CALLER: Because I was cocky and right. Now, I have a question for you.
CALLER: Out of 16 years of marriage, we have not yet had a Select Comfort bed and we're thinking about getting one when we move over into Missouri. I have a question. Which model do you have, and what is your number?
RUSH: Well, what model do you think I have?
CALLER: The best one they have.
RUSH: That's exactly right.
RUSH: Top of the line is what I'd recommend, but it's not necessary, depends on -- I mean I got the best king. But the sleep number, now, that's a personal choice. It depends on the desired firmness that you desire and your wife desires. It changes all the time. Like I have a sleep number, sometimes it's 75, sometimes I jack it up to 90, you know, and sometimes 50. It depends what you want, that's the great thing about it, you can change it multiple times a night or once a week or whatever you want.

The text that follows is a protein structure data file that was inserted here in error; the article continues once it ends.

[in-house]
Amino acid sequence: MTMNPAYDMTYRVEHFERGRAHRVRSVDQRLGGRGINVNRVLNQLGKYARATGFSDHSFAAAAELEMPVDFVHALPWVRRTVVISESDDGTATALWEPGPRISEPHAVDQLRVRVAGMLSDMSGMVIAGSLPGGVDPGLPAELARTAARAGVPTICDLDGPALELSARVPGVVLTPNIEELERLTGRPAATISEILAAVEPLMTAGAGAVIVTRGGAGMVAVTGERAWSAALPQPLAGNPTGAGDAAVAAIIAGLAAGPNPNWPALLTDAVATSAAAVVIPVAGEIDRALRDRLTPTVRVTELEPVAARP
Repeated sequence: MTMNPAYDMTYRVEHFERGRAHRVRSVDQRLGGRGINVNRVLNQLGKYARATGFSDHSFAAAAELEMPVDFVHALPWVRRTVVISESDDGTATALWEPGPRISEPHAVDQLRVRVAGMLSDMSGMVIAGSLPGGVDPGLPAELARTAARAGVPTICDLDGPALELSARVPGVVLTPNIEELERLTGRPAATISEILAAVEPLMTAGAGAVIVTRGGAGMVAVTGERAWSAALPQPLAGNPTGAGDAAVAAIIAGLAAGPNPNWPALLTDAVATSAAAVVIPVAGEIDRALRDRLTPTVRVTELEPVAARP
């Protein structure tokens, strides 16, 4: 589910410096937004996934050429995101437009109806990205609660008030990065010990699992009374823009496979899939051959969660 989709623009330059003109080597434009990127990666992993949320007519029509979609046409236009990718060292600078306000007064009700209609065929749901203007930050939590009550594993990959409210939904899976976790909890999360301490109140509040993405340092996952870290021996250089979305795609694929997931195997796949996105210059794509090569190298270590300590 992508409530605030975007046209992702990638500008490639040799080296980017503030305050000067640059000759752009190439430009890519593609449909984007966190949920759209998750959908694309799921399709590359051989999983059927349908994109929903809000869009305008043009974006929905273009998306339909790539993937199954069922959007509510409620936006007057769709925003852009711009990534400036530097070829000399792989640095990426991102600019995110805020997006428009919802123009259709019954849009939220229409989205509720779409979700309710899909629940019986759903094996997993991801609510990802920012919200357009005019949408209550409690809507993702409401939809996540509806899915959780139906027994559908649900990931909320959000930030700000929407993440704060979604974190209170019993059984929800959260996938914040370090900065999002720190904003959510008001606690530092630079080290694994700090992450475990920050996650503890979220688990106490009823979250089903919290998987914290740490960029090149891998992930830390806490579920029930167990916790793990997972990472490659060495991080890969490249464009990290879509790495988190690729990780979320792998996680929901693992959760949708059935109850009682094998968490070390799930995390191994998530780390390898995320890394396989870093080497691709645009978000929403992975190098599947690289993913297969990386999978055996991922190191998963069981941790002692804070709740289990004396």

CALLER: That's awesome. Well, my dad was a World War II veteran, he turned me on to you, we lost him Memorial Day '99, and he would be very proud that I was talking to someone he considered a great orator and a great American Statesman. And you, sir, it is an honor to speak to you, and this is the third time I've been fortunate enough to get through, and we love you. And we're praying for you and Kathryn to have the same kind of happiness that we have.
RUSH: Thank you very much. I really appreciate that. That's very kind, and God bless your dad. You know, my dad was World War II veteran as well.